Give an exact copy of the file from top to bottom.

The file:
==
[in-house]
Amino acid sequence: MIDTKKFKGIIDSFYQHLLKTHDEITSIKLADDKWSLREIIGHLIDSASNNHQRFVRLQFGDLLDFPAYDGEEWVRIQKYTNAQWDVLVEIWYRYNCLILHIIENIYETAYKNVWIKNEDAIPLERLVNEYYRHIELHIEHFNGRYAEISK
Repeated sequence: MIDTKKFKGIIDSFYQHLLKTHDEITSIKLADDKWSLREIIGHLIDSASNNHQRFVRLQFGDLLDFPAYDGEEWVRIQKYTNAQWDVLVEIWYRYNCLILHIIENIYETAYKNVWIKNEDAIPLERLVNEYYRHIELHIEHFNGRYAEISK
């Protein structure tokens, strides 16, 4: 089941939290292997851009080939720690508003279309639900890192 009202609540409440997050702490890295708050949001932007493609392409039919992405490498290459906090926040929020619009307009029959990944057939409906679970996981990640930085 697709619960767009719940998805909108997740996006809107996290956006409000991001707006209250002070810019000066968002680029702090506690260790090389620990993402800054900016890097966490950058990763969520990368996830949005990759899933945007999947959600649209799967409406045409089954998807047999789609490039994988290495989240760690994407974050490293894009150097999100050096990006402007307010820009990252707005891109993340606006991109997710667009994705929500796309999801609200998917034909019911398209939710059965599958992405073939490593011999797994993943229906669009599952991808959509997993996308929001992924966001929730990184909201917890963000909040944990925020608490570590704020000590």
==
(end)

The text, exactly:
[in-house]
Amino acid sequence: MIDTKKFKGIIDSFYQHLLKTHDEITSIKLADDKWSLREIIGHLIDSASNNHQRFVRLQFGDLLDFPAYDGEEWVRIQKYTNAQWDVLVEIWYRYNCLILHIIENIYETAYKNVWIKNEDAIPLERLVNEYYRHIELHIEHFNGRYAEISK
Repeated sequence: MIDTKKFKGIIDSFYQHLLKTHDEITSIKLADDKWSLREIIGHLIDSASNNHQRFVRLQFGDLLDFPAYDGEEWVRIQKYTNAQWDVLVEIWYRYNCLILHIIENIYETAYKNVWIKNEDAIPLERLVNEYYRHIELHIEHFNGRYAEISK
């Protein structure tokens, strides 16, 4: 089941939290292997851009080939720690508003279309639900890192 009202609540409440997050702490890295708050949001932007493609392409039919992405490498290459906090926040929020619009307009029959990944057939409906679970996981990640930085 697709619960767009719940998805909108997740996006809107996290956006409000991001707006209250002070810019000066968002680029702090506690260790090389620990993402800054900016890097966490950058990763969520990368996830949005990759899933945007999947959600649209799967409406045409089954998807047999789609490039994988290495989240760690994407974050490293894009150097999100050096990006402007307010820009990252707005891109993340606006991109997710667009994705929500796309999801609200998917034909019911398209939710059965599958992405073939490593011999797994993943229906669009599952991808959509997993996308929001992924966001929730990184909201917890963000909040944990925020608490570590704020000590």